DETROIT — Ever since the Tigers drafted Riley Greene fifth overall in 2019, his baseball skills have been under a microscope. But beyond the sweet swing, quick strides and instinctive play, there’s this: He hates to lose.
“He’s a competitor,” said Braves prospect Vaughn Grissom, Greene’s best friend and high school teammate in Oviedo, Fla., “and he’s not going to be OK with just folding.”
Lots of professional athletes have that trait. But Greene really you hate losing.
“This guy literally golfs righty,” Grissom said of the left-handed Greene, who golfs with his off hand so as not to mess with his baseball swing, “and he’s good, just because he doesn’t want to lose.”
Grissom said that in a phone conversation Friday, just a few hours before the Tigers made the call to bring up Greene for his Major League debut. Greene, who was with Triple-A Toledo on the road and couldn’t fly back on Friday evening, caught a Saturday morning flight into Detroit, went to Comerica Park and joined a Tigers team that had been in freefall for much of the week. The hug he received from Miguel Cabrera in the clubhouse showed what his arrival meant.
“We’re going to do everything in our power to win, and now I’m going to try my best to help this team out and do whatever I’ve got to do,” Greene said early Saturday afternoon. “But we’re going to win baseball games. That’s all I’ve got to say.”
A few hours later, as Greene trotted home with the Tigers’ 14th run of the day, it was difficult to argue that he didn’t make a difference. No, he did n’t score all those runs, just a couple of them, nor did he drive in any of him with his first two big league hits. But the energy with which the Tigers played in their 14-7 win over the Rangers supported the case manager AJ Hinch made Friday that Greene’s Spring Training foot injury that delayed his debut by two months was a gut punch to the entire team.
“That speaks to how much credibility Riley had gained in our clubhouse by how much energy he has, how much he works, his vibe around him,” Hinch said.
Hinch didn’t want Greene to feel the weight of the club’s slow start on his shoulders. The way the Tigers hit up and down the lineup, he didn’t have to.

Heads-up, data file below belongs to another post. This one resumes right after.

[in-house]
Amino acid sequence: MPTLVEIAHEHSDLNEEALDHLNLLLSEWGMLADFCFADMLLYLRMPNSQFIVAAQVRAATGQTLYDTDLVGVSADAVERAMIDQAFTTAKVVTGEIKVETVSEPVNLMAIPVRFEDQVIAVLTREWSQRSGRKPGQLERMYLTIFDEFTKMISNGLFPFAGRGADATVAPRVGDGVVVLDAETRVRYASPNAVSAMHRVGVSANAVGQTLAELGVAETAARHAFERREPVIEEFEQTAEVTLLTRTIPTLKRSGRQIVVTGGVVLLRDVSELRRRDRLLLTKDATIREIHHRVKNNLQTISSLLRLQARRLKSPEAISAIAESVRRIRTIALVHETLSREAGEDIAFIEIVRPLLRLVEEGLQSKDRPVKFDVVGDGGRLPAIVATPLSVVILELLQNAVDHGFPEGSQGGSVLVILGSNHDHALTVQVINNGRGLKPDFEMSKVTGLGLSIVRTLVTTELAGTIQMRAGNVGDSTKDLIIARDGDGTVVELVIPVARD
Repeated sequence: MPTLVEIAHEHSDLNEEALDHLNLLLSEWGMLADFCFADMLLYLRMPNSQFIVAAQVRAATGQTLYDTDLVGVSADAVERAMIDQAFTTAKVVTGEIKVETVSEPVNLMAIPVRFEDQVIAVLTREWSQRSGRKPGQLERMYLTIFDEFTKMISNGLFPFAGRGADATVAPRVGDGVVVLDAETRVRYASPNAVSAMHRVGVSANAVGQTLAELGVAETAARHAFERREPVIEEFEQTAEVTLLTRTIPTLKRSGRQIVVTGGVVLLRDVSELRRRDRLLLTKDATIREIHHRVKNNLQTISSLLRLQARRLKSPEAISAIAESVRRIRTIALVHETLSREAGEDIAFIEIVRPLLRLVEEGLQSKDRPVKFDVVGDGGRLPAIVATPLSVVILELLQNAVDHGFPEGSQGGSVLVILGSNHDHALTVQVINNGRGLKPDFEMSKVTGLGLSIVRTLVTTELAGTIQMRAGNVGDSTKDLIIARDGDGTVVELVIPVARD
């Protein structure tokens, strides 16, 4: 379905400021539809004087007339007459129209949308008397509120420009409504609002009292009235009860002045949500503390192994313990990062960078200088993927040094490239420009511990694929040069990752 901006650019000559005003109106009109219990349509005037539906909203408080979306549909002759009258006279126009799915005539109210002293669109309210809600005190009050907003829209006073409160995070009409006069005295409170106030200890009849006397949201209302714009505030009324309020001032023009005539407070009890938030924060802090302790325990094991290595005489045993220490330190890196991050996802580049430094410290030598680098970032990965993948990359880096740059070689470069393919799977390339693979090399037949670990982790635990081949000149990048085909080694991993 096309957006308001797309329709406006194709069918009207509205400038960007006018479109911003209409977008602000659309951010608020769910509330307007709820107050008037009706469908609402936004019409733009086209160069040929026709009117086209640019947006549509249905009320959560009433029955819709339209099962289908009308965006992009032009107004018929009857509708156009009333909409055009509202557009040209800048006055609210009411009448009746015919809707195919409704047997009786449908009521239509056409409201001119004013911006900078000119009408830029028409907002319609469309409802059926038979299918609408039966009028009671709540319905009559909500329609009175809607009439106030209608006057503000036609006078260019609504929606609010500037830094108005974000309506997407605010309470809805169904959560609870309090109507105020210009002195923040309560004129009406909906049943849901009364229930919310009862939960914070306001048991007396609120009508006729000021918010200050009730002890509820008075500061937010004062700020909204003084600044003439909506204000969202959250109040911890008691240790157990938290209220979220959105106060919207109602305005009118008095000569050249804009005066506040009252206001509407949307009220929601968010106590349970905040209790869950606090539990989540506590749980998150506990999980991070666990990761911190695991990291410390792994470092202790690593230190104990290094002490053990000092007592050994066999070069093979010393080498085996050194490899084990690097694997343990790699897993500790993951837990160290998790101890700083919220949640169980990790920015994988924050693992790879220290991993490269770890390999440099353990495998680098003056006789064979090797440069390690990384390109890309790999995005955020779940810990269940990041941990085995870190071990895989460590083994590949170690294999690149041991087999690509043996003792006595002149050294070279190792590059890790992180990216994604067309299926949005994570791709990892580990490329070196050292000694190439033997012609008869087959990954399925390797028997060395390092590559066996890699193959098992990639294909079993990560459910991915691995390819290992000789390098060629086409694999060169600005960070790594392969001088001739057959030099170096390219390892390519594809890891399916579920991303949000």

“I was just trying to have fun today,” Greene said. “That’s the name of the game, in my opinion. Just have fun and everything else will take care of itself.”
By the time the Tigers were done batting in the first inning, not only had Greene — batting sixth — recorded his first Major League hit, but the Tigers had also recorded more runs (three) than they had in their previous four games combined. (two).
When a five-run fourth inning increased their lead to 9-1, they had their second-highest run total of the season.
Two more runs in the fifth inning, one scored by Greene after a leadoff walk and a Kody Clemens sacrifice fly, meant the Tigers had as many runs in five innings (11) as they’d posted in the previous eight games of the homestand combined .
A three-run sixth inning — again including Clemens driving in Greene — pushed Detroit to its highest run output of the season, past the 13-0 win from April 23, the same day Cabrera recorded his 3,000th hit.
That outburst was short-lived; the Tigers scored 10 runs total over their ensuing six-game losing streak. But Greene isn’t going anywhere, and the Tigers hope his lift from him isn’t either.
“This is not the first breakout game,” Hinch said. “We’ve had long stretches in between, but I’m thankful, because these guys needed it. This team needed it. Our staff needed it. Our fans needed it.”
Greene reached base safely four times off four pitchers. Both of his hits from him were opposite-field singles off lefties. He needed just two pitches, one in the strike zone, to record his first Major League hit, flaring a single into short left field off Texas starter Taylor Hearn. Members of his family, who flew from Orlando to Pittsburgh and then drove to Detroit on Saturday due to packed flights, were behind home plate to cheer him on.
“When I ran out to center field [for the first inning, I was] a little nervous,” Greene said. “But once I got my first hit, I was all good after that.”
Greene led off the eighth inning with a line drive to left off an 0-2 pitch from John King. But the walks in between, in consecutive innings off right-handed relievers, made a bigger impression on Hinch. Jesus Tinoco put him in an 0-2 hole with 96 mph sinkers, but Greene laid off breaking balls to run the count full before another sinker missed low for a free pass leading off the fifth.
An inning later, Greene took a pair of close pitches from José Leclerc on his way to a one-out walk.
“The quality of at-bats for five straight, it’s pretty awesome,” Hinch said. “I mean, that’s something that we’ve needed, and one of the reasons we’re excited about him.”
According to research on Baseball-Reference, Greene is the first Major Leaguer to reach base safely four times in his debut since Orioles outfielder Cedric Mullins had three hits and a walk on Aug. 10, 2018. No Tiger had done it since Scott Livingstone had three hits and a walk on July 19, 1991.
“Riley just hits,” teammate and good friend Spencer Torkelson said. “I remember when I got my first hit, it was like a weight was lifted off my shoulders. It looked like he was already playing pretty free anyway.”